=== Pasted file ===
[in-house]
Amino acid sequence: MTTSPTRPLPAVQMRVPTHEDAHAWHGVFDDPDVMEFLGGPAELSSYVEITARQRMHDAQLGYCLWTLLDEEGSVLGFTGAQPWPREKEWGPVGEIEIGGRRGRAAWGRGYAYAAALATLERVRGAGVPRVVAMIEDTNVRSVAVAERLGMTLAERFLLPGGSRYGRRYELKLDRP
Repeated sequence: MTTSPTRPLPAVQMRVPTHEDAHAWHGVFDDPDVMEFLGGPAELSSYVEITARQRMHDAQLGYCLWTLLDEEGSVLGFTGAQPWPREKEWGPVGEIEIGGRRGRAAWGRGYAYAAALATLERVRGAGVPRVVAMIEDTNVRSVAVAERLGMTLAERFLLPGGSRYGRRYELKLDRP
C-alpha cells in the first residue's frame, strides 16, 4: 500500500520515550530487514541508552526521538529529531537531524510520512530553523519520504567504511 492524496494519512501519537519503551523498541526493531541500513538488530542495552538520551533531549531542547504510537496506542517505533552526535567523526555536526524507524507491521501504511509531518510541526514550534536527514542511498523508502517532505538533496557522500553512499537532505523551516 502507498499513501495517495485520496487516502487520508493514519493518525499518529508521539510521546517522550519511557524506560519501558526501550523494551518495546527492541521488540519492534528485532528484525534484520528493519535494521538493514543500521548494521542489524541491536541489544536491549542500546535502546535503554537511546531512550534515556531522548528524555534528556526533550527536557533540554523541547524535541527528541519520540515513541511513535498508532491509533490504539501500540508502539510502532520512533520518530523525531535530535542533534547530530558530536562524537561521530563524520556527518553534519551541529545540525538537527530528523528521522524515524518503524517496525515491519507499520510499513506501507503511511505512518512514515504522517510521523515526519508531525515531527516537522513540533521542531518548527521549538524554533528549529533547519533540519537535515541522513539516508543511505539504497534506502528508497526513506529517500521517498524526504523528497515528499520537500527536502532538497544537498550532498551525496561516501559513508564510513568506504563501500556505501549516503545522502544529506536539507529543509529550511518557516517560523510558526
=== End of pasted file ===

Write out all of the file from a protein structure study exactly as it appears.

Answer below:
[in-house]
Amino acid sequence: MTTSPTRPLPAVQMRVPTHEDAHAWHGVFDDPDVMEFLGGPAELSSYVEITARQRMHDAQLGYCLWTLLDEEGSVLGFTGAQPWPREKEWGPVGEIEIGGRRGRAAWGRGYAYAAALATLERVRGAGVPRVVAMIEDTNVRSVAVAERLGMTLAERFLLPGGSRYGRRYELKLDRP
Repeated sequence: MTTSPTRPLPAVQMRVPTHEDAHAWHGVFDDPDVMEFLGGPAELSSYVEITARQRMHDAQLGYCLWTLLDEEGSVLGFTGAQPWPREKEWGPVGEIEIGGRRGRAAWGRGYAYAAALATLERVRGAGVPRVVAMIEDTNVRSVAVAERLGMTLAERFLLPGGSRYGRRYELKLDRP
C-alpha cells in the first residue's frame, strides 16, 4: 500500500520515550530487514541508552526521538529529531537531524510520512530553523519520504567504511 492524496494519512501519537519503551523498541526493531541500513538488530542495552538520551533531549531542547504510537496506542517505533552526535567523526555536526524507524507491521501504511509531518510541526514550534536527514542511498523508502517532505538533496557522500553512499537532505523551516 502507498499513501495517495485520496487516502487520508493514519493518525499518529508521539510521546517522550519511557524506560519501558526501550523494551518495546527492541521488540519492534528485532528484525534484520528493519535494521538493514543500521548494521542489524541491536541489544536491549542500546535502546535503554537511546531512550534515556531522548528524555534528556526533550527536557533540554523541547524535541527528541519520540515513541511513535498508532491509533490504539501500540508502539510502532520512533520518530523525531535530535542533534547530530558530536562524537561521530563524520556527518553534519551541529545540525538537527530528523528521522524515524518503524517496525515491519507499520510499513506501507503511511505512518512514515504522517510521523515526519508531525515531527516537522513540533521542531518548527521549538524554533528549529533547519533540519537535515541522513539516508543511505539504497534506502528508497526513506529517500521517498524526504523528497515528499520537500527536502532538497544537498550532498551525496561516501559513508564510513568506504563501500556505501549516503545522502544529506536539507529543509529550511518557516517560523510558526